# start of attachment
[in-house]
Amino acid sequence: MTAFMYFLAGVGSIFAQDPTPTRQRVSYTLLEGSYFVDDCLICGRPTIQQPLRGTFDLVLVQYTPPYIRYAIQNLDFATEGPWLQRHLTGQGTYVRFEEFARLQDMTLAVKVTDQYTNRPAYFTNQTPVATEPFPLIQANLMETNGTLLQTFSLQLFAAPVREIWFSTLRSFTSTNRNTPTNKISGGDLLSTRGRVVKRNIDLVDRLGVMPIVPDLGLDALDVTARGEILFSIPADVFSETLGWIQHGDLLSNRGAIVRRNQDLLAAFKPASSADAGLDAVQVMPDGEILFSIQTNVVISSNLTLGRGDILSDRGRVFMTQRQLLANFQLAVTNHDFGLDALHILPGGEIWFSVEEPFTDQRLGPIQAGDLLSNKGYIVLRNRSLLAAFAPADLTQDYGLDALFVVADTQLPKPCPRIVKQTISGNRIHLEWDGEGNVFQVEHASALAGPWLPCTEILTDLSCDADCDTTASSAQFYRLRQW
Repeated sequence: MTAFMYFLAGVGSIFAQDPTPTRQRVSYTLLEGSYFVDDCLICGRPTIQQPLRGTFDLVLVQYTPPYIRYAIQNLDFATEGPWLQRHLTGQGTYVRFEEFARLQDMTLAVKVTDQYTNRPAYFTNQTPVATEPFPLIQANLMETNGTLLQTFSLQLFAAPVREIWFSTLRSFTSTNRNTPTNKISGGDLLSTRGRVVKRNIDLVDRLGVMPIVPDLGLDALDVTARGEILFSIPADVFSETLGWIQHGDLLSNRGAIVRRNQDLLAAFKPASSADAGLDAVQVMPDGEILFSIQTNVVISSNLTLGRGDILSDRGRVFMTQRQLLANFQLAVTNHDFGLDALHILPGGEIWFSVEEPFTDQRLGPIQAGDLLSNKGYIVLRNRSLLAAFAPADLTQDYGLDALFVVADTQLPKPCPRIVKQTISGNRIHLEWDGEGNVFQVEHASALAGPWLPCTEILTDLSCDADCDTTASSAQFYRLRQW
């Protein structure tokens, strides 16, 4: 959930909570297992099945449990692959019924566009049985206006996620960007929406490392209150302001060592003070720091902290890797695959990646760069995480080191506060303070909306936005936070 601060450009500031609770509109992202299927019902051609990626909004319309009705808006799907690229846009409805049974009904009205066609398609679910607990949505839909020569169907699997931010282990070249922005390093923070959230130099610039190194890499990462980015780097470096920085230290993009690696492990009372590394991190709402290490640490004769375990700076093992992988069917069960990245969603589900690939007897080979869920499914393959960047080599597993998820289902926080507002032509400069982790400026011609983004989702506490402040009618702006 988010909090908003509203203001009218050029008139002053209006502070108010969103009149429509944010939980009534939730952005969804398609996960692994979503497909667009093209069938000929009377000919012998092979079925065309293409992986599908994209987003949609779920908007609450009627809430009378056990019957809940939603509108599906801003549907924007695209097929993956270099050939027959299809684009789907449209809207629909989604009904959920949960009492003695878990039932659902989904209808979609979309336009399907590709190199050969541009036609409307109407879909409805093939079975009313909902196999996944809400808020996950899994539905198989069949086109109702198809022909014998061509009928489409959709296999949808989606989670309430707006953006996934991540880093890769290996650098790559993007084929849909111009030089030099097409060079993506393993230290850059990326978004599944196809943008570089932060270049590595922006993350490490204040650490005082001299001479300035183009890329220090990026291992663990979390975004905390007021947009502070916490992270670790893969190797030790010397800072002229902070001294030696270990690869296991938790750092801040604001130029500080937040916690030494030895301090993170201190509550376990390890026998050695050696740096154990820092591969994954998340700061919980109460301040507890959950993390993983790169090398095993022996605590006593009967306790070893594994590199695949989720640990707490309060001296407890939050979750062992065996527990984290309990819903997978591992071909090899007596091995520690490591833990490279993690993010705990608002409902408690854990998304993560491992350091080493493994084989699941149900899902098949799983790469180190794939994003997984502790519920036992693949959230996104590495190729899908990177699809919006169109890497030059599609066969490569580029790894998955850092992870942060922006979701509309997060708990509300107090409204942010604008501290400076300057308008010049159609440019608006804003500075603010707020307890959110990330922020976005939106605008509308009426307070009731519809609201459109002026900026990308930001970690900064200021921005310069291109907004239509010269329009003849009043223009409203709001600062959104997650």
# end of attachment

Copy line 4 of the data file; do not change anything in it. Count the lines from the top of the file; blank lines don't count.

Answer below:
């Protein structure tokens, strides 16, 4: 959930909570297992099945449990692959019924566009049985206006996620960007929406490392209150302001060592003070720091902290890797695959990646760069995480080191506060303070909306936005936070 601060450009500031609770509109992202299927019902051609990626909004319309009705808006799907690229846009409805049974009904009205066609398609679910607990949505839909020569169907699997931010282990070249922005390093923070959230130099610039190194890499990462980015780097470096920085230290993009690696492990009372590394991190709402290490640490004769375990700076093992992988069917069960990245969603589900690939007897080979869920499914393959960047080599597993998820289902926080507002032509400069982790400026011609983004989702506490402040009618702006 988010909090908003509203203001009218050029008139002053209006502070108010969103009149429509944010939980009534939730952005969804398609996960692994979503497909667009093209069938000929009377000919012998092979079925065309293409992986599908994209987003949609779920908007609450009627809430009378056990019957809940939603509108599906801003549907924007695209097929993956270099050939027959299809684009789907449209809207629909989604009904959920949960009492003695878990039932659902989904209808979609979309336009399907590709190199050969541009036609409307109407879909409805093939079975009313909902196999996944809400808020996950899994539905198989069949086109109702198809022909014998061509009928489409959709296999949808989606989670309430707006953006996934991540880093890769290996650098790559993007084929849909111009030089030099097409060079993506393993230290850059990326978004599944196809943008570089932060270049590595922006993350490490204040650490005082001299001479300035183009890329220090990026291992663990979390975004905390007021947009502070916490992270670790893969190797030790010397800072002229902070001294030696270990690869296991938790750092801040604001130029500080937040916690030494030895301090993170201190509550376990390890026998050695050696740096154990820092591969994954998340700061919980109460301040507890959950993390993983790169090398095993022996605590006593009967306790070893594994590199695949989720640990707490309060001296407890939050979750062992065996527990984290309990819903997978591992071909090899007596091995520690490591833990490279993690993010705990608002409902408690854990998304993560491992350091080493493994084989699941149900899902098949799983790469180190794939994003997984502790519920036992693949959230996104590495190729899908990177699809919006169109890497030059599609066969490569580029790894998955850092992870942060922006979701509309997060708990509300107090409204942010604008501290400076300057308008010049159609440019608006804003500075603010707020307890959110990330922020976005939106605008509308009426307070009731519809609201459109002026900026990308930001970690900064200021921005310069291109907004239509010269329009003849009043223009409203709001600062959104997650």